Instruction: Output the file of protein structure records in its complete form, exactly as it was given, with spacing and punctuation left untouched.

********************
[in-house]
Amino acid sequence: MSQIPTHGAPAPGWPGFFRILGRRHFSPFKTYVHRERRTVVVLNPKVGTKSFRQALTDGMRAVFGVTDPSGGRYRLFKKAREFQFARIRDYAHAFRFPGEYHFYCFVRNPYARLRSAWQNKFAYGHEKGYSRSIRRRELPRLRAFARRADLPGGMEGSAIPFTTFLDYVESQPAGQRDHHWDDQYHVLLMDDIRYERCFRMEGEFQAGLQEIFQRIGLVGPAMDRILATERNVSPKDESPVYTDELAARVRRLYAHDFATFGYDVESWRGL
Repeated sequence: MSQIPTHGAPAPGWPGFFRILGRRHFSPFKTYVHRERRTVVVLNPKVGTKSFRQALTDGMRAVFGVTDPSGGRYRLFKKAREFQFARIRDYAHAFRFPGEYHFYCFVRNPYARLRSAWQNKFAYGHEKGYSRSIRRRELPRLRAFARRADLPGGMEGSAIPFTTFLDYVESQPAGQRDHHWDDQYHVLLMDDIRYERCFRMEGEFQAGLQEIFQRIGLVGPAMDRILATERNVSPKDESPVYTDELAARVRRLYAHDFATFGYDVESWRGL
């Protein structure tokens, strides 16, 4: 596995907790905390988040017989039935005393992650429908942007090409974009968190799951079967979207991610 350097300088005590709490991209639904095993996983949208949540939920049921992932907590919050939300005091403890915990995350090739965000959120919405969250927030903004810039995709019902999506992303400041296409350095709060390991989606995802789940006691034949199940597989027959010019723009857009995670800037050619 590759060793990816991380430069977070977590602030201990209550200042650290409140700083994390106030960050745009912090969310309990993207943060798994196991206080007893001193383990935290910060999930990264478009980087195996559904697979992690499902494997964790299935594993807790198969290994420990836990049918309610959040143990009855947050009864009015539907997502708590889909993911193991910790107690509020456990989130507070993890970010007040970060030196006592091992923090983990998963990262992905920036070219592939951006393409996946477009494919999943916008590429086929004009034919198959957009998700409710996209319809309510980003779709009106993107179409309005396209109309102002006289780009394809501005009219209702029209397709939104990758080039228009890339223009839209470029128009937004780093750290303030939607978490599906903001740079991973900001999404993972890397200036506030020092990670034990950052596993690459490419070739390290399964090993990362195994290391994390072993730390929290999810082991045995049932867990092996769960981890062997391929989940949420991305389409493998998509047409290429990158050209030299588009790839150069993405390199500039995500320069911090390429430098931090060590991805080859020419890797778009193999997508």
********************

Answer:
[in-house]
Amino acid sequence: MSQIPTHGAPAPGWPGFFRILGRRHFSPFKTYVHRERRTVVVLNPKVGTKSFRQALTDGMRAVFGVTDPSGGRYRLFKKAREFQFARIRDYAHAFRFPGEYHFYCFVRNPYARLRSAWQNKFAYGHEKGYSRSIRRRELPRLRAFARRADLPGGMEGSAIPFTTFLDYVESQPAGQRDHHWDDQYHVLLMDDIRYERCFRMEGEFQAGLQEIFQRIGLVGPAMDRILATERNVSPKDESPVYTDELAARVRRLYAHDFATFGYDVESWRGL
Repeated sequence: MSQIPTHGAPAPGWPGFFRILGRRHFSPFKTYVHRERRTVVVLNPKVGTKSFRQALTDGMRAVFGVTDPSGGRYRLFKKAREFQFARIRDYAHAFRFPGEYHFYCFVRNPYARLRSAWQNKFAYGHEKGYSRSIRRRELPRLRAFARRADLPGGMEGSAIPFTTFLDYVESQPAGQRDHHWDDQYHVLLMDDIRYERCFRMEGEFQAGLQEIFQRIGLVGPAMDRILATERNVSPKDESPVYTDELAARVRRLYAHDFATFGYDVESWRGL
């Protein structure tokens, strides 16, 4: 596995907790905390988040017989039935005393992650429908942007090409974009968190799951079967979207991610 350097300088005590709490991209639904095993996983949208949540939920049921992932907590919050939300005091403890915990995350090739965000959120919405969250927030903004810039995709019902999506992303400041296409350095709060390991989606995802789940006691034949199940597989027959010019723009857009995670800037050619 590759060793990816991380430069977070977590602030201990209550200042650290409140700083994390106030960050745009912090969310309990993207943060798994196991206080007893001193383990935290910060999930990264478009980087195996559904697979992690499902494997964790299935594993807790198969290994420990836990049918309610959040143990009855947050009864009015539907997502708590889909993911193991910790107690509020456990989130507070993890970010007040970060030196006592091992923090983990998963990262992905920036070219592939951006393409996946477009494919999943916008590429086929004009034919198959957009998700409710996209319809309510980003779709009106993107179409309005396209109309102002006289780009394809501005009219209702029209397709939104990758080039228009890339223009839209470029128009937004780093750290303030939607978490599906903001740079991973900001999404993972890397200036506030020092990670034990950052596993690459490419070739390290399964090993990362195994290391994390072993730390929290999810082991045995049932867990092996769960981890062997391929989940949420991305389409493998998509047409290429990158050209030299588009790839150069993405390199500039995500320069911090390429430098931090060590991805080859020419890797778009193999997508």